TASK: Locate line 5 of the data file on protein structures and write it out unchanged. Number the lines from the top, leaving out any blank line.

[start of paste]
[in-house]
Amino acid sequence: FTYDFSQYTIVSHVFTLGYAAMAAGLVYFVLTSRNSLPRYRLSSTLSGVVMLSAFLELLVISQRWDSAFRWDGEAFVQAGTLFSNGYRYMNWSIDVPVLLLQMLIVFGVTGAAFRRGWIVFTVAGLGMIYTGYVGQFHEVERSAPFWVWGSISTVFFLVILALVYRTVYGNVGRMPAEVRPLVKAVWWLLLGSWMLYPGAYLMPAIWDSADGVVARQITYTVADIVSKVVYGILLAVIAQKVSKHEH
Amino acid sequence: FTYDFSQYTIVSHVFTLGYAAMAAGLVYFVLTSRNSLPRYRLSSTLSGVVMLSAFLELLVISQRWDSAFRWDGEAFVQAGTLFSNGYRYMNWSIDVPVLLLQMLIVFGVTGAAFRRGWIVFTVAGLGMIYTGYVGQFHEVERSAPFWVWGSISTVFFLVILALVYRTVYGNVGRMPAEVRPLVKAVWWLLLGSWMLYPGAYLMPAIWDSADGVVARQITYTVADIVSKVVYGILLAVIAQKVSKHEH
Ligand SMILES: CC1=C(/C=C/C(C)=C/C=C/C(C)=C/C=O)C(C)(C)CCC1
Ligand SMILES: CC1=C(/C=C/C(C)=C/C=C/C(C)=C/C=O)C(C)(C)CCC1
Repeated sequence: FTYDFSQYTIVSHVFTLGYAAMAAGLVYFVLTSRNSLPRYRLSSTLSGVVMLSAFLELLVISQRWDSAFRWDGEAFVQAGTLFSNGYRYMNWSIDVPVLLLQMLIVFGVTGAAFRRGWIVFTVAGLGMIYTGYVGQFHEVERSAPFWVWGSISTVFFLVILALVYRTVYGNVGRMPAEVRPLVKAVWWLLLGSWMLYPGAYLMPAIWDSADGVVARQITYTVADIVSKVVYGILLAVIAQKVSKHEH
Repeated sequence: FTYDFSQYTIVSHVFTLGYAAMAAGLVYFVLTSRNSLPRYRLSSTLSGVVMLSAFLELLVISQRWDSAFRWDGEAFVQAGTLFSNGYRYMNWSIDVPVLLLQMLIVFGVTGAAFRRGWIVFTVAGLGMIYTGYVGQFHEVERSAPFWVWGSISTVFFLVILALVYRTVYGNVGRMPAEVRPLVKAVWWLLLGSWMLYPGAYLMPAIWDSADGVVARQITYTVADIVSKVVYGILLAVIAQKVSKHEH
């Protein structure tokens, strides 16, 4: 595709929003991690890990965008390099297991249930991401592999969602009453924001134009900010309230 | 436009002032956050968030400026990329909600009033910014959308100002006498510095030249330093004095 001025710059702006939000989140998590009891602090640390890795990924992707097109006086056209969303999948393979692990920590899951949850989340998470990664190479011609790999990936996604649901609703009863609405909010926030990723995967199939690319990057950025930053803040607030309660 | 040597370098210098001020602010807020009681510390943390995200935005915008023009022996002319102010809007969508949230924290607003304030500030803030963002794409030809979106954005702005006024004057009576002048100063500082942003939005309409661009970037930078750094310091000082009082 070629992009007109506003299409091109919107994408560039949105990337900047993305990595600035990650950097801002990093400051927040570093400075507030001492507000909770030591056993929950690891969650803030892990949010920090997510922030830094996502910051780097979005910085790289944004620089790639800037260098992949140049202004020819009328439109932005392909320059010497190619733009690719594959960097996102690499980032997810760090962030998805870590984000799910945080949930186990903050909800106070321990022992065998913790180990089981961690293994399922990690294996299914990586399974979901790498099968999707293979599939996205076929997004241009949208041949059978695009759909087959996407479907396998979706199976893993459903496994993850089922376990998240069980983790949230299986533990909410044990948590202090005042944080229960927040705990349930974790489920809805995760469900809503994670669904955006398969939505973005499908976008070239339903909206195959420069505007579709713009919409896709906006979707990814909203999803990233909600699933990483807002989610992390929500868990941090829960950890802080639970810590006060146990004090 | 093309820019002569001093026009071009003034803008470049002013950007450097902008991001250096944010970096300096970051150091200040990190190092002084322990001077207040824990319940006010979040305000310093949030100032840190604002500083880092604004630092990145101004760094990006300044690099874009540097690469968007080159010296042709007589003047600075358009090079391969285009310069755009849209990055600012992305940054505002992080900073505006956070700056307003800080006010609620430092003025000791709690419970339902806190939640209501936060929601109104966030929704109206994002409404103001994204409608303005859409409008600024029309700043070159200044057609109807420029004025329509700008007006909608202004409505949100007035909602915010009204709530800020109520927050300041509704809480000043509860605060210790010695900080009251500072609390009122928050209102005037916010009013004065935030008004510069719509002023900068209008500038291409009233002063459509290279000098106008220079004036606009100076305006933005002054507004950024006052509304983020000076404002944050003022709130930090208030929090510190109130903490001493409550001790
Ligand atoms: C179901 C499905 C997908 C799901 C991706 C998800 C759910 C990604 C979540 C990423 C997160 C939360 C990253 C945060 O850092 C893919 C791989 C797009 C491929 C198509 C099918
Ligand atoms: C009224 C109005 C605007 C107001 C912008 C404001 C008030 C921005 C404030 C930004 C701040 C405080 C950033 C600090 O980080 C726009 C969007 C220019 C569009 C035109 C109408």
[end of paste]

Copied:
Ligand SMILES: CC1=C(/C=C/C(C)=C/C=C/C(C)=C/C=O)C(C)(C)CCC1